Tuesday, May 11, 2010

I Survived Chinese Traffic

I just returned from two weeks in China. Chinese traffic frightens me. Every time I crossed a street or, worse, got into a taxi, I feared for my life.

It’s not that traffic is so heavy in China or that they drive so fast. My fear came from utter unpredictability. The streets are crowded with cars, motorcycles, scooters, bicycles, and every possible kind of motorized contraption, including 3-wheeled vehicles powered by one-cylinder engines carrying goods, industrial materials, and people.

Lane lines are mere suggestions. People drive against traffic and up one-way streets, make left turns in front of oncoming traffic, and constantly weave back and forth. Scooters don’t obey traffic lights. Cars park in traffic lanes on major streets. Nobody gives way for pedestrians, even if they use the striped crosswalks. It’s marginally safer on the sidewalk, as long as you watch out for motorcycles.

Everybody honks at everybody else. In my hotel room above the city, I could hear a constant din of honking all day, and I was awakened in the night by horns just below my window.

Everyone drives egotistically, doing what is most convenient at any moment. The result is chaotic, inefficient, and dangerous.

Where vehicles are few, elaborate traffic rules are unnecessary. As soon as traffic becomes heavy, the flow must be regulated to promote efficient movement and to prevent accidents. Traffic laws give the smallest cars the same rights as an 18-wheeler; someone who can afford only a bicycle can use the roads the same as the richest Hummer owner. The individual freedom of drivers is highly restricted on modern streets in order to maximize the well-being of all. You barely notice how constrained your driving is, until you experience unregulated traffic.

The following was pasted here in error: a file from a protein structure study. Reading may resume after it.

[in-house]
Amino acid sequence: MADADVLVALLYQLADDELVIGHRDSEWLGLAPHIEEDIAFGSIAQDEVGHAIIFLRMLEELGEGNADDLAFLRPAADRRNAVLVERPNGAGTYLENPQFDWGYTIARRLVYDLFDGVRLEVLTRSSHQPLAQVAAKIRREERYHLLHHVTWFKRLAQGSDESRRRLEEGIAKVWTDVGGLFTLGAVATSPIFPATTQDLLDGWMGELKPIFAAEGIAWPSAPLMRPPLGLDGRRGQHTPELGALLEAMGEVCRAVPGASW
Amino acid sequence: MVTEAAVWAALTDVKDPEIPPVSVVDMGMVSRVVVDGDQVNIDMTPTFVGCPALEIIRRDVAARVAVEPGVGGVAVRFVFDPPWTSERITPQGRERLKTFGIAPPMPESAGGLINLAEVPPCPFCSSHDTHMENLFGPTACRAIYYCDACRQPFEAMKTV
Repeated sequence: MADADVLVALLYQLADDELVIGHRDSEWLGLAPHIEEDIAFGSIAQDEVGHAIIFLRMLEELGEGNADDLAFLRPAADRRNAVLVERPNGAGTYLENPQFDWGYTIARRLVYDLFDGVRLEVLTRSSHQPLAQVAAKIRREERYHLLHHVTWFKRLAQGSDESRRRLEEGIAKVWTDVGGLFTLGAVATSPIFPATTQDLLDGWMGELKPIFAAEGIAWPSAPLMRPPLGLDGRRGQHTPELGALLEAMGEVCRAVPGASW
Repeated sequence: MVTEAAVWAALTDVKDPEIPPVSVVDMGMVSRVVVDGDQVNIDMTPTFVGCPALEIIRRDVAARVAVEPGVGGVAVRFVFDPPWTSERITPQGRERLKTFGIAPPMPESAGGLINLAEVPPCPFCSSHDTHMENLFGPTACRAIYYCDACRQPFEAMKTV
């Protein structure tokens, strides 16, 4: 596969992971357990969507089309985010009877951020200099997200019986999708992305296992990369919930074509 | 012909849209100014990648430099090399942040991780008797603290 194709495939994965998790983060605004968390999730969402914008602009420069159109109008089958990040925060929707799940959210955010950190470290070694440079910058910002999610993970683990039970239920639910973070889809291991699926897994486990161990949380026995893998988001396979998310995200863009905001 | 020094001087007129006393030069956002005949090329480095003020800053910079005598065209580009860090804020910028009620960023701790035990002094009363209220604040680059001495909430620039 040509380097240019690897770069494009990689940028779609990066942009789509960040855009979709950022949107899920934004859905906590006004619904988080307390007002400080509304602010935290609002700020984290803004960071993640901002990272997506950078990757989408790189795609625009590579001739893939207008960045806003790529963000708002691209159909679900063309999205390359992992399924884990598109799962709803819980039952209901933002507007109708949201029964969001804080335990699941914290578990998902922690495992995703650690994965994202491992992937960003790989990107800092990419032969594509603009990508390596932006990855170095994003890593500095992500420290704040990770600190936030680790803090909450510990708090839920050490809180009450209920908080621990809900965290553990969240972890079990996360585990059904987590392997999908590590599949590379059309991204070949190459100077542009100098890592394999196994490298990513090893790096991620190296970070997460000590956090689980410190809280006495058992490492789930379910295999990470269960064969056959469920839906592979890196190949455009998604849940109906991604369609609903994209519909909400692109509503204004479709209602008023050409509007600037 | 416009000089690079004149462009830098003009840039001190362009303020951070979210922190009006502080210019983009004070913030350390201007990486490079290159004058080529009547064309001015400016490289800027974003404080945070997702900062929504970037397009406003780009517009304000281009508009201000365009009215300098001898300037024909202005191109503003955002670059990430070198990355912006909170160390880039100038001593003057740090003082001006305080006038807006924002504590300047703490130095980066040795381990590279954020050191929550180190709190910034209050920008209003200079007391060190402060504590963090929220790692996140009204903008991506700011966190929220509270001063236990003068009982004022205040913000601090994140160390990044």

Proponents of unrestricted individual freedom in modern society act as if universal egotism is unquestionably the best social system. They proclaim that social restrictions on the individual’s ability to do whatever they want are immoral and inefficient. They ignore examples like traffic, where their theories would cause chaos.

In complex modern societies and economies, individual freedom must always be balanced by the welfare of the community. Attempts to maintain or promote equality can conflict with the desires of the richest and most powerful to use their resources to their greatest advantage.

Where government regulation is weak, garbage is dumped where poor people live and public waterways are polluted by big industries. Workplaces are dangerous and food might be contaminated. The majority of ordinary citizens can only protect their individual pursuit of happiness by banding together through representative government, where each person has an equal vote.

The legislation in Congress to regulate Wall Street and the big banks is a perfect example of the clash of individual freedom and the social good. The freedom in question is that of a tiny minority of the richest Americans who control vast resources that we invest. Their selfish pursuit of greed brought down our national economy. We, the majority, have both the right and the responsibility to limit their freedom in order to protect our interests.

Egotistical individualism is unpleasant to encounter on a personal level. As the basis of society, it encourages honking at 2 AM.

I’d like to see the radical critics of our government’s efforts to promote a just social system try driving in China. It might help them see the flaws in their theories.

Steve Hochstadt
Jacksonville, IL
published in the Jacksonville Journal-Courier, May 11, 2010

No comments:

Post a Comment